A Cold War shadow: United States policy toward Indonesia, 1953--1963
The relationship between the United States of America and the Republic of Indonesia following the end of the Second World War was a complex one. In an attempt to study the complexity, this dissertation surveys U.S. policies toward Indonesia from the administration of President Harry S Truman through that of President John F. Kennedy. The strongest emphasis is given to the two terms of the administration of President Dwight D. Eisenhower and the short-lived Kennedy administration. In surveying the policies this dissertation will argue that U.S. posture toward Indonesia during the period under study was greatly determined by Cold War considerations, in particular by fear of communist expansion. As the end of World War II was followed by the mounting Cold War tension between the "Communist bloc" led by the Soviet Union and the capitalist "Free World" led by the United States, the Truman administration launched a series of anti-communist foreign policies. The administration's Cold War-based policy toward Indonesia was continued by the Eisenhower administration. During its two terms the Eisenhower administration attempted to stem the country's growing communist following and its closer ties with the Communist bloc. In policy attitudes slightly different from those of the Eisenhower administration, the Kennedy administration presented itself to be more open to the neutralist aspiration of the Indonesian people. Continuing the previous two administrations' tradition of viewing Indonesia under the shadow of the Cold War, however, the Kennedy administration's policies were also motivated by fear of losing Indonesia to the communists. Clearly, U.S. policy toward Indonesia from the Truman to the Kennedy administration was greatly influenced by Cold War considerations. Indonesia's strategic location, its abundant natural resources, the socialist inclination of its political leaders, and the growing influence of its communist party led Washington's policymakers to believe that left alone Indonesia would fall into the Communist bloc and would deprive Free World nations of access to its economic potentials. Overt and covert actions were then taken by each of the administrations to keep this Southeast Asian nation non-communist and close to the U.S. and its Free World allies. This dissertation, in turn, is a case study of policies taken by the United States in addressing the larger question of post-war neo-colonialism.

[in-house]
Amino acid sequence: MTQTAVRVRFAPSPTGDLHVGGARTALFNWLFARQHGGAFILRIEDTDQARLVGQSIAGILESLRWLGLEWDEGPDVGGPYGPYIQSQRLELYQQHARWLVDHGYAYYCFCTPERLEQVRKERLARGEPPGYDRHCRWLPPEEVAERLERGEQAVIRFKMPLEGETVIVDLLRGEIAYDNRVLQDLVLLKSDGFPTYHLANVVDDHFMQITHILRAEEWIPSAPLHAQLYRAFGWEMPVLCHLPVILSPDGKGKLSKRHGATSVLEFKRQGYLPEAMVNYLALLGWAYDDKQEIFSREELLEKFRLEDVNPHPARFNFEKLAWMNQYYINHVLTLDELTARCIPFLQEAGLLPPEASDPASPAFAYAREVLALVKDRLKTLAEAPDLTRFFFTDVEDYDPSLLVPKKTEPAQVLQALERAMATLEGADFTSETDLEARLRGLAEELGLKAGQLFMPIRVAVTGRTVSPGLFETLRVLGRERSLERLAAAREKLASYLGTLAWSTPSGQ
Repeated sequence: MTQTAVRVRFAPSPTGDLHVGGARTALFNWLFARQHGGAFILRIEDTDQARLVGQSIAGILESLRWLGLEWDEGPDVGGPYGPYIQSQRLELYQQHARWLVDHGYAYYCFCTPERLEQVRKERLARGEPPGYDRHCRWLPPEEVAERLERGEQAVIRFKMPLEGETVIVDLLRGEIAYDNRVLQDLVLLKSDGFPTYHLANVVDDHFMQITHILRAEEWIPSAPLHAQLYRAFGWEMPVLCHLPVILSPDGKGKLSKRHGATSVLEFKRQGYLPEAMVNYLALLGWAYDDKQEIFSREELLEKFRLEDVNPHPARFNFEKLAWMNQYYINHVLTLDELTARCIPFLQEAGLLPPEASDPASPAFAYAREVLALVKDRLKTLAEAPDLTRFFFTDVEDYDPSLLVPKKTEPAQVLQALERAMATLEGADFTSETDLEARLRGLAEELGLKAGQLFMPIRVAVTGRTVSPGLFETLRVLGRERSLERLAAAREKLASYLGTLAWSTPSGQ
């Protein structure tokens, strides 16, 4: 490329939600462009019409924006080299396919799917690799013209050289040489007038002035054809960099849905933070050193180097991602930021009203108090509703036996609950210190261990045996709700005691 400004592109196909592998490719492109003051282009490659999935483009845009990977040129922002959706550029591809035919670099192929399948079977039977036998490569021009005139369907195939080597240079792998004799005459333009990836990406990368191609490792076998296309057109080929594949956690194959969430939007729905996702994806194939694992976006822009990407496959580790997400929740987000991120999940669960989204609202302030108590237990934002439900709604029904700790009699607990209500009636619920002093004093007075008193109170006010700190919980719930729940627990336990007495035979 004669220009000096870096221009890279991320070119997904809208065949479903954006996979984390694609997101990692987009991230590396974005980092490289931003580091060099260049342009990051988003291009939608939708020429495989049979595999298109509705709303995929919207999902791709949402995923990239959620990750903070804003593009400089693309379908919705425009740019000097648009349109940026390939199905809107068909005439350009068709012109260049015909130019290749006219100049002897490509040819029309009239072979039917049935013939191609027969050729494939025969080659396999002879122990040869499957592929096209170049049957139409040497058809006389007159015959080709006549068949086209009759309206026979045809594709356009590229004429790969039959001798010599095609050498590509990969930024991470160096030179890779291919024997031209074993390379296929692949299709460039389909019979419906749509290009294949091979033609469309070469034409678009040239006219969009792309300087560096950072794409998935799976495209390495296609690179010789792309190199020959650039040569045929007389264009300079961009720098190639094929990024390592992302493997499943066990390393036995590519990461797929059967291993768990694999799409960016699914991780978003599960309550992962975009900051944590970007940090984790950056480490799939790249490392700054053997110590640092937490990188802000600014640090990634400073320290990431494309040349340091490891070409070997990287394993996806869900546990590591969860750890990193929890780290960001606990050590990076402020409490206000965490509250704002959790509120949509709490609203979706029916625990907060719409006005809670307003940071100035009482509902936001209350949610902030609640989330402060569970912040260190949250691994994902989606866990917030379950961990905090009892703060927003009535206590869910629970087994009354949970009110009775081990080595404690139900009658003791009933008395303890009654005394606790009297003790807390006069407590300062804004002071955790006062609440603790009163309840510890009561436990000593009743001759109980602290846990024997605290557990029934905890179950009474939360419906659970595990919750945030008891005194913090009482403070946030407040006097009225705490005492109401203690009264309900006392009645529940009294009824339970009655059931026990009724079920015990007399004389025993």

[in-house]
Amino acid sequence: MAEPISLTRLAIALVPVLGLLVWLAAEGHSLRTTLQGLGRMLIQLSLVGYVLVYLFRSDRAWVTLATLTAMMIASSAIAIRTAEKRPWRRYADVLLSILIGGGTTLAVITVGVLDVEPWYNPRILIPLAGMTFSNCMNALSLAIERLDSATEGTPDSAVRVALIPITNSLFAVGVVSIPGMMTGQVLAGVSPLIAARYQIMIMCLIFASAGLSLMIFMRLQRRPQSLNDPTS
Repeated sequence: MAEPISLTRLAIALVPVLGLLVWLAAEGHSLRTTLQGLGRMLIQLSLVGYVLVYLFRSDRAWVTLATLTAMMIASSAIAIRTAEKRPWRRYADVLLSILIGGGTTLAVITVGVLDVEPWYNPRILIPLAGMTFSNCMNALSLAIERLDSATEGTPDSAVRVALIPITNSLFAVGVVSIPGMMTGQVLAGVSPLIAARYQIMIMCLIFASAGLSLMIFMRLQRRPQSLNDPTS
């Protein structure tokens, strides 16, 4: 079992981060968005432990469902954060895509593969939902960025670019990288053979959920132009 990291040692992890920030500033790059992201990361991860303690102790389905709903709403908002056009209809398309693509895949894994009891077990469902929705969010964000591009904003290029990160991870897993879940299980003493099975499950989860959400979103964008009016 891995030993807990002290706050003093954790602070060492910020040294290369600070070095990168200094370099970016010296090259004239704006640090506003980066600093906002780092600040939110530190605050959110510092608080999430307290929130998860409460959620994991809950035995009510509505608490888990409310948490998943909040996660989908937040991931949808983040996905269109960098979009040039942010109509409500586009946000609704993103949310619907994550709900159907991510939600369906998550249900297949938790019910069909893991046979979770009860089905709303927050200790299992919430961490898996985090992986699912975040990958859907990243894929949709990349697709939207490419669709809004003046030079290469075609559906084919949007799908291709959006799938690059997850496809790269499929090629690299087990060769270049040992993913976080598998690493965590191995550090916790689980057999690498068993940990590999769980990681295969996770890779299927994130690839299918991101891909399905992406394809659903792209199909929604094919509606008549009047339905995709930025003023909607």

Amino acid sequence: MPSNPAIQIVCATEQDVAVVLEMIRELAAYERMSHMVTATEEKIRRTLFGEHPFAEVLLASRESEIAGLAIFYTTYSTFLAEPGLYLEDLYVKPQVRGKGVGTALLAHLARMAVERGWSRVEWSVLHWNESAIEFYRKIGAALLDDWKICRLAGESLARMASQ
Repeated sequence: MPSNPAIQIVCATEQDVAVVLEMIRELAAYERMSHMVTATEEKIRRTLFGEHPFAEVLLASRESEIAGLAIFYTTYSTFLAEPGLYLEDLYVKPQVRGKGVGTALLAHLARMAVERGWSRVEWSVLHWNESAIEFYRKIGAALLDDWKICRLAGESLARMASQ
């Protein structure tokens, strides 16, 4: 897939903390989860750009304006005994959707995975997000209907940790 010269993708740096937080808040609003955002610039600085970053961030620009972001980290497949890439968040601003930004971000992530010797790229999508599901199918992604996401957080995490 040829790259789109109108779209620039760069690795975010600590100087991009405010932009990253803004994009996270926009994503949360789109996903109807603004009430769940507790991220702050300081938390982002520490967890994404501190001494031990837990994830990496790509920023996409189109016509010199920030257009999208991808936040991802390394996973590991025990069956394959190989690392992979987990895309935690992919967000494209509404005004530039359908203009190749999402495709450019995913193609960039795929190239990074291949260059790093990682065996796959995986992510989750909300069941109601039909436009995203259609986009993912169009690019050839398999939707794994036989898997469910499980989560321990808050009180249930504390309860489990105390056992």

F. X. Baskara T Wardaya,
"A Cold War shadow: United States policy toward Indonesia, 1953--1963"
(January 1, 2001).
Dissertations (1962 - 2010) Access via Proquest Digital Dissertations.